Interview with Michael Graeme

Published 2019-11-29.
When did you first start writing?
I discovered the inner power of creative writing when I was at secondary school (that's what we called it in the late seventies). I was writing my first hopelessly naïve and love-lorn novels from about the age of 17 or so.
Where did you grow up, and how did this influence your writing?
I grew up in the North West of England. I draw on my own experience when writing, though not in an autobiographical sense, just using those settings that are familiar to me - so the towns and the countryside in my novels are the England that I know.
How has Smashwords contributed to your success?
If we're talking materially - fame and fortune and all that - it hasn't, and it won't. That said, Smashwords is a brilliant platform that allows us to put our work out there and find readers. It cuts out the soul destroying, impregnable and Byzantine labyrinth of publishers and agents. In that sense, Smashwords, has been a life-saver, keeping me going as a writer. If you're happy to call that success, and I am, then it's contributed greatly.
What motivated you to become an indie author?
Necessity. I've had some small success with placing shorter fiction in magazines, but trying to attract a publisher (and therefore readers) for my novels was impossible - and I tried for twenty years. It was suffocating. Becoming an independent author and discovering an online readership was like breathing fresh air again.
What's the story behind your latest book?
Browsing a charity bookshop in an old English Market town, a place gone seriously to seed since the crash of 2008. We're all a little poor, disheartened, cheaply dressed, the more fortunate just scraping by, the rest sleeping rough and begging in doorways. You turn and glimpse a beautiful young woman, finely dressed, elegant, an apparition of alien loveliness. All of that is fact, what happens next you get to read about in my novel "Saving Grace", which of course is fiction.
What is the greatest joy of writing for you?
Never knowing where it's going. I'll start with an opening scene and a few characters, maybe also a rough plan for the way ahead, but as soon as those characters start talking they end up driving the story in their own way. From then on I just take notes. And their way is always more interesting. I write primarily for myself, for my own pleasure. If others can enjoy it too, all the better.
Who are your favorite authors?
Of the past, I'd say Hardy, Orwell, Conrad and Mary Webb are the ones I've devoured in their entirety. Of the present, Niall Williams, John LeCarre, Sebastian Faulks, Sebastian Barry, Louis De Bernieres, Partic Harpur, JG Ballard, Kurt Vonnegut and a dozen others I've yet to make the acquaintance of.
What is your e-reading device of choice?
My Android smartphone running the Moonreader App. If I'm at home I'll use the iPad for the bigger screen, but the Smartphone is always with me, wherever I go, which means so is my library. People say the computer is killing reading, but I'm reading more now than I ever did.
Describe your desk
I don't have one. Sharing a home with family requires some flexibility, so I use a laptop and work peripatetic fashion, settling down with it wherever I can.
How do you approach cover design?
I fiddle around with ideas for a graphic as the story progresses, then try things out on Paintshop. I prefer to do my own covers - it ties in with my love of drawing and painting - and it adds to the creative experience of my stories.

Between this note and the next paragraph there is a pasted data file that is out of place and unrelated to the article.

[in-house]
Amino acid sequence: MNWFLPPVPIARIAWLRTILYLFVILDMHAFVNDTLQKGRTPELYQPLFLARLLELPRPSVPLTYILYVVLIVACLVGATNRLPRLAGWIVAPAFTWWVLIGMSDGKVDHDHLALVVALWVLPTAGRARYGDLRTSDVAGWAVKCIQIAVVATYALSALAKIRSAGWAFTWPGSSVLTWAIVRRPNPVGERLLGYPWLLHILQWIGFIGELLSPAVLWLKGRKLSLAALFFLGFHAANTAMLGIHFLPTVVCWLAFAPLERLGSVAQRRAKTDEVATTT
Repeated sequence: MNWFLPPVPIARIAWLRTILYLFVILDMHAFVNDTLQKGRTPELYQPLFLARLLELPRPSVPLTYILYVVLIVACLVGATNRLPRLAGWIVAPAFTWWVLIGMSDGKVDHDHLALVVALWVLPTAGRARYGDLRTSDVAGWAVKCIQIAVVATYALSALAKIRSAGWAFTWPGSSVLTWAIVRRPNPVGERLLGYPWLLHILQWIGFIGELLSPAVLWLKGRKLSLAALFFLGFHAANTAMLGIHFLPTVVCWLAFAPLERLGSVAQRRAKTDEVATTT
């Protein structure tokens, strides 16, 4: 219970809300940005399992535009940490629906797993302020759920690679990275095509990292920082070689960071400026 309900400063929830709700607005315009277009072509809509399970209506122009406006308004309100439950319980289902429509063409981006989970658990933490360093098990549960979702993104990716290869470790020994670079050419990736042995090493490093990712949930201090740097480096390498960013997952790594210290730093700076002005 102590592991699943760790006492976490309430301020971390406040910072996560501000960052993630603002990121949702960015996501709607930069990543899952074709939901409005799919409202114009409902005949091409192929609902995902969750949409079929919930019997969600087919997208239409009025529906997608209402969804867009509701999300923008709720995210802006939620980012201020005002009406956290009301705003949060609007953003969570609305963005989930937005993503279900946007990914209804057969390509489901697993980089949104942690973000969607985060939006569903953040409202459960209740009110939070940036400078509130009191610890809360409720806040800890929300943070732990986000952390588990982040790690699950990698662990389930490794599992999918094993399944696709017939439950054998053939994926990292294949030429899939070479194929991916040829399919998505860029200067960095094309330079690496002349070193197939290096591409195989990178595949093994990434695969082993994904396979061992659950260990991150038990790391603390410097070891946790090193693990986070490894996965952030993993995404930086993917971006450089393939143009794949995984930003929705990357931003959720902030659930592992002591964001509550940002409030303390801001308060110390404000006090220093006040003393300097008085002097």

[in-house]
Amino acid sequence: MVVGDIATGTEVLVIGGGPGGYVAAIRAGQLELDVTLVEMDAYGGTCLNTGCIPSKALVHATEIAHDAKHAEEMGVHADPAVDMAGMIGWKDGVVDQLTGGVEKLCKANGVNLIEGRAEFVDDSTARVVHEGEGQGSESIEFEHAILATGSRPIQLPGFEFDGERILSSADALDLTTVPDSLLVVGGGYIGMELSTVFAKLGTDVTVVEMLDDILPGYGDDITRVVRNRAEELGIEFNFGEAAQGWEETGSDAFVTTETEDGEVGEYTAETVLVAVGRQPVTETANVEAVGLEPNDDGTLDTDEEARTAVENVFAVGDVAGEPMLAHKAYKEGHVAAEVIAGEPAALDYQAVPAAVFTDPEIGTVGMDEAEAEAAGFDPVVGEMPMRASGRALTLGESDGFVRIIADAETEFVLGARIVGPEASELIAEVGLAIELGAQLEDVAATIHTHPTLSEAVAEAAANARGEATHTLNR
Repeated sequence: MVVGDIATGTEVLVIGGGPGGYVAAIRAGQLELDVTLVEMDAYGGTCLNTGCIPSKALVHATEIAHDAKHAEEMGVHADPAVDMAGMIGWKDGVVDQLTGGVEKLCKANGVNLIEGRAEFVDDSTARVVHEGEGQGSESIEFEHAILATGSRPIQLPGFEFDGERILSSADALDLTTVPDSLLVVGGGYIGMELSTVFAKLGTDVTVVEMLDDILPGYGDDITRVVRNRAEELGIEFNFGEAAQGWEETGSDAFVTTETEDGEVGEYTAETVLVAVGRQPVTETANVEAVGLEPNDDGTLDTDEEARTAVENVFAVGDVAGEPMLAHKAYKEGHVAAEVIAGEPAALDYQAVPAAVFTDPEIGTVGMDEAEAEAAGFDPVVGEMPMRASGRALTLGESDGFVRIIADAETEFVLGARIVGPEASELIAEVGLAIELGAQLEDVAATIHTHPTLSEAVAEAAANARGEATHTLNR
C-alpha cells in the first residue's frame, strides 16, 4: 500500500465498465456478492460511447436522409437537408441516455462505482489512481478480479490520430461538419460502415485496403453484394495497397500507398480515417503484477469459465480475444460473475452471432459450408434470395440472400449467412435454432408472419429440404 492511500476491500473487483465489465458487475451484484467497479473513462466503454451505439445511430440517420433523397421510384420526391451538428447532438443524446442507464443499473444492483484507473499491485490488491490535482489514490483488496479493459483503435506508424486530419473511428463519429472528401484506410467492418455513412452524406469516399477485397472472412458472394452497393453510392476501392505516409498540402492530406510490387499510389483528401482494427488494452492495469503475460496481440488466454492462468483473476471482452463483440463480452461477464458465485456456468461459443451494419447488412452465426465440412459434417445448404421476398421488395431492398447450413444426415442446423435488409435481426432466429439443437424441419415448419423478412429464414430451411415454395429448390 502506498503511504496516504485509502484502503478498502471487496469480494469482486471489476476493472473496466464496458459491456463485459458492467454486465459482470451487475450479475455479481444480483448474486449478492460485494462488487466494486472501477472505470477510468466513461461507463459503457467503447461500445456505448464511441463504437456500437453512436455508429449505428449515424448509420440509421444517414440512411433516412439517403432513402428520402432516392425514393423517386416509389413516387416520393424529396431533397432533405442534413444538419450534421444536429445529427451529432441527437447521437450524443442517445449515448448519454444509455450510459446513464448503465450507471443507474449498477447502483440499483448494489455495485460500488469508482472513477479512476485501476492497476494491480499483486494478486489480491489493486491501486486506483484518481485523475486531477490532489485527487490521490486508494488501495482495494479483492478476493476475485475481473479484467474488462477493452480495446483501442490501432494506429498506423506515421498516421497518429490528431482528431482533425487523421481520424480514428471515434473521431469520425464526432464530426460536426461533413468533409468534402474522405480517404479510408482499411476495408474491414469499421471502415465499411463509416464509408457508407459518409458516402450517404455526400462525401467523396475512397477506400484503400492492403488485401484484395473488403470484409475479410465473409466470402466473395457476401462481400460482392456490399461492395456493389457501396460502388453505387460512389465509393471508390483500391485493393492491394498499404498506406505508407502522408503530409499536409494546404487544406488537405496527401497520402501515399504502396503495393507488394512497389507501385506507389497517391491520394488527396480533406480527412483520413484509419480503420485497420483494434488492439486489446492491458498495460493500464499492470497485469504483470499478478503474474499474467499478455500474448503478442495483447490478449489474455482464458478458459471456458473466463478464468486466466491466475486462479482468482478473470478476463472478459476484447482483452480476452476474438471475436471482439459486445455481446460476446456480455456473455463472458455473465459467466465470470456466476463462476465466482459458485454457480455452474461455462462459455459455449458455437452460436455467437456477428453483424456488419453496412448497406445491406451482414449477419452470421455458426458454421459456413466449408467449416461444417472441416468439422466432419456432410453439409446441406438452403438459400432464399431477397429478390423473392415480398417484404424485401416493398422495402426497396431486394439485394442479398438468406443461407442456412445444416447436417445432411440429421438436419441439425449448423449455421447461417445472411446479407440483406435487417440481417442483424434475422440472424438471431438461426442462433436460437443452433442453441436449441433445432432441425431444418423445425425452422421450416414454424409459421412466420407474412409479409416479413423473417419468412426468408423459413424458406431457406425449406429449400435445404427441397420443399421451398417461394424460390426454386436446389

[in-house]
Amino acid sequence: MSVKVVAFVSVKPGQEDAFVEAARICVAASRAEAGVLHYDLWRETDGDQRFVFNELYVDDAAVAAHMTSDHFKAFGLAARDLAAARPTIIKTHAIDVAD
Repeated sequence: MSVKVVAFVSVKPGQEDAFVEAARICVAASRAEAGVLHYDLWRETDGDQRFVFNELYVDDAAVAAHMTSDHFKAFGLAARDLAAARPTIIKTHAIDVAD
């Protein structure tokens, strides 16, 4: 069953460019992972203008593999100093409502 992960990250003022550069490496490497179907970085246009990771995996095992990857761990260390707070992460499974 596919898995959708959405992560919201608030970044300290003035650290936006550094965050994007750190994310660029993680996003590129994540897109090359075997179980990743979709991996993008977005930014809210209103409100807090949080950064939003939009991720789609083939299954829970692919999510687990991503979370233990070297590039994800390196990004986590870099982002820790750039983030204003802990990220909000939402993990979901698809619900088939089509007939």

What are you working on next?
It's called the Inn at the Edge of Light. I said I was going to take a year off from writing fiction after "Saving Grace," but here I am already with the first draft nailed and surrounded by a cast of fascinating characters. It's previewing on Wattpad at the moment, but as always the final polished work will go up on Smashwords.
What is your writing process?
I begin with an opening scene, a handful of characters and a feeling for where I want the story to go. Beyond that I have no plan. Then I just start to write and the story begins to develop on its own - the dialogue and the situations unfolding by themselves. I'll draft out a couple of chapters this way, then go back and redraft. This gathers momentum for pushing the story out a little further, then redraft. Redraft. Redraft.
What book marketing techniques have been most effective for you?
I don't market, beyond posting links to my stuff on my blog. I've tried tweeting and posting to my facebook page, but find it's not really effective, probably because I don't have that many followers and life's too short to go chasing them. All the same, readers do find my books, and sometimes they mail me to say so. I'm not aiming to be a big name author here. I just like to write.
What do you read for pleasure?
I have a lot of fiction on the go at all times. I read anything - high or lowbrow. I browse the charity shops where books are cheap and I add to my "books to be read pile" on a weekly basis.
What inspires you to get out of bed each day?
The fond memory of my mother's voice saying "get up, Michael, you die in bed." She had a point.
How do you discover the ebooks you read?
I have to confess I don't read many original ebooks. They're mostly self indulgent rubbish. ;) More often I'm looking for an obscure 19th century title and discover they have it over at the Internet Archive as an epub or something.
Do you remember the first story you ever read, and the impact it had on you?
Yes, Ivanhoe by Sir Walter Scott. Won it as a Sunday School prize when I was about ten (what were they thinking?). I managed to get a few pages in but it bored me to death and I still haven't finished it half a century later. Sorry, but some books just have that effect on me.
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